Forty-four years later, it seems like just yesterday.
When I came to VMI, I had a girlfriend, and a generous head of hair. Within three months, I had lost them both. My head was buzzed, and then I received the letter a lot of us get—the one where my high school sweetheart told me, hey, we should just be friends. We all know that’s code for “I’m seeing, or interested in seeing, someone else.” In the place of that girlfriend and that hair, I got the pleasure of being a rat at VMI.
Shining my shoes and my brass. Straining. Rolling my hay up every day, and my dyke’s. Memorizing the Rat Bible. Pumping out pushups while 3rd classmen looked on with pleasure. Most of all—doing everything I could to avoid being singled out.
At 17, I was just trying to survive the rigors of this school. I made it, and you will too.
In my time at VMI, I served as my company’s first corporal, first sergeant, first battalion commander, and president of the Honor Court. I wore academic stars, and like you, I was the beneficiary of a world-class education.
Back then, I could not imagine that I would be standing here today. An Army veteran. A medical doctor specializing in child neurology. A husband of 35 years. A father of two. The uncle of a third classman. (Travis, your dad says hi.) And a public servant—having served as state senator, lieutenant governor, and now the 73rd Governor of Virginia.
Today, it is crystal clear that VMI provided me the foundation that my future was built on.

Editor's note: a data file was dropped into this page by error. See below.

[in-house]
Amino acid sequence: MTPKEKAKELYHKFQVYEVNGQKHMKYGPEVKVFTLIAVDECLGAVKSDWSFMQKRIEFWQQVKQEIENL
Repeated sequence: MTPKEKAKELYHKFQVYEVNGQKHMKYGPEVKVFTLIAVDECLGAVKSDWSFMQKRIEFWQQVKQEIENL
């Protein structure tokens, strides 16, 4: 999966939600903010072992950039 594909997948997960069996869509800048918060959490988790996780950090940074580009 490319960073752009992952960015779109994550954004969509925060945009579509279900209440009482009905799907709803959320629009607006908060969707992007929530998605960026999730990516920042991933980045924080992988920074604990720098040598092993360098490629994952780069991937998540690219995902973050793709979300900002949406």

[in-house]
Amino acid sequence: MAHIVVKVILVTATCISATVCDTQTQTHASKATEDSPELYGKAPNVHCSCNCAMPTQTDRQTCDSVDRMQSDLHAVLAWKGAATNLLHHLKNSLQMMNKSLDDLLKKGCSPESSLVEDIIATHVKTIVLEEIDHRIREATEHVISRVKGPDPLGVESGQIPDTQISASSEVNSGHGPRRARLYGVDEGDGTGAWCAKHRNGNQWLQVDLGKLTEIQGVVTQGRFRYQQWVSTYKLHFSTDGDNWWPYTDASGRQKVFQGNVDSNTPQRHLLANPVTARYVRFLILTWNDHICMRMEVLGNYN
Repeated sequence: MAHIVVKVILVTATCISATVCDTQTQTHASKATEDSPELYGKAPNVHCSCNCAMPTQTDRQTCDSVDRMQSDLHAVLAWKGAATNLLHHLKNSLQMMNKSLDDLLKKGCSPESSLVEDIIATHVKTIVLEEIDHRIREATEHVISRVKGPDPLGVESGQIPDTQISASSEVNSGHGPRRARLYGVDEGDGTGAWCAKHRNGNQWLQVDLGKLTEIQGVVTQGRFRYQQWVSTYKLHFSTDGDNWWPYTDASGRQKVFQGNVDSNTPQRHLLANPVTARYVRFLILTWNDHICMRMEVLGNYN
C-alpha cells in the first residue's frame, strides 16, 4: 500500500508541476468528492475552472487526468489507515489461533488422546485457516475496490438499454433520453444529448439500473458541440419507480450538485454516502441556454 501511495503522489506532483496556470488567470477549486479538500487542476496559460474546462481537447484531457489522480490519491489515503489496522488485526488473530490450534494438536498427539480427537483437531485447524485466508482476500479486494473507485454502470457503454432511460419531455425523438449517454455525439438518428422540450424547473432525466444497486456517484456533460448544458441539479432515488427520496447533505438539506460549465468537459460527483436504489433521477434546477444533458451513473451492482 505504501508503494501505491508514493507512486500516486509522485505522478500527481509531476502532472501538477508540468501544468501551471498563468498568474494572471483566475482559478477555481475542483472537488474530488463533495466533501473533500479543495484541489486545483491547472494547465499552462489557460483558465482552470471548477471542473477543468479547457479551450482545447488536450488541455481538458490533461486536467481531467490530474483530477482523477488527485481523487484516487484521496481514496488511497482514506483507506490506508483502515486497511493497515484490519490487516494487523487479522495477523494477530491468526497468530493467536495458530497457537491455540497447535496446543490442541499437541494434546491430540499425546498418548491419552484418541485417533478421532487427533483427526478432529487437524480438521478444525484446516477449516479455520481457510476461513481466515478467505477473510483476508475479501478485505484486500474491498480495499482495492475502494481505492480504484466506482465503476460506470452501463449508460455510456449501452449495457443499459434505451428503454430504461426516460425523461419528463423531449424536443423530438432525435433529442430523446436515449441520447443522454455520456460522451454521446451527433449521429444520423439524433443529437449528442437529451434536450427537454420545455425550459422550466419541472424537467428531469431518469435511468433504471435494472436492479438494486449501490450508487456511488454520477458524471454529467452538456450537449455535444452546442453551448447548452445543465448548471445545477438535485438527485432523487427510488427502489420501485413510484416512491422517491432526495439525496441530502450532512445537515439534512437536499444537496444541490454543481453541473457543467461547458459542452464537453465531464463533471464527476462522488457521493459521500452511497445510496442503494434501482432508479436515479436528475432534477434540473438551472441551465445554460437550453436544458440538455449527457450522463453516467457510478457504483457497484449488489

VMI made me who I am. I know many alumni would agree that we have been able to accomplish important things, especially in public service, because VMI prepared us to do so.
But at 17, I could only see what was immediately in front of me—biology classes. Organic chemistry. Physiology. Applying to medical school. I learned a lot here, but I now realize that there was a lot going on around me that I didn’t recognize.
If I could go back and talk to 17-year-old Rat Northam, I would tell him, Ralph—you have a lot to learn about the world.
And one of the most important lessons I’ve learned is that the world is filled with people who are different from me. People who think differently from me. Who experience things differently from me.
Back then, I didn’t ask a lot of questions about day-to-day life around VMI. March that way? Yes, sir. Salute that statue? Yes, sir. Travel to the New Market battlefield? Yes, sir.
I didn’t ask why. I just did what I was told—trying to avoid ten more pushups.
It didn’t occur to me to ask, who is that a statue of? When was it erected? Why is that person being honored? Who decided that we would all salute him?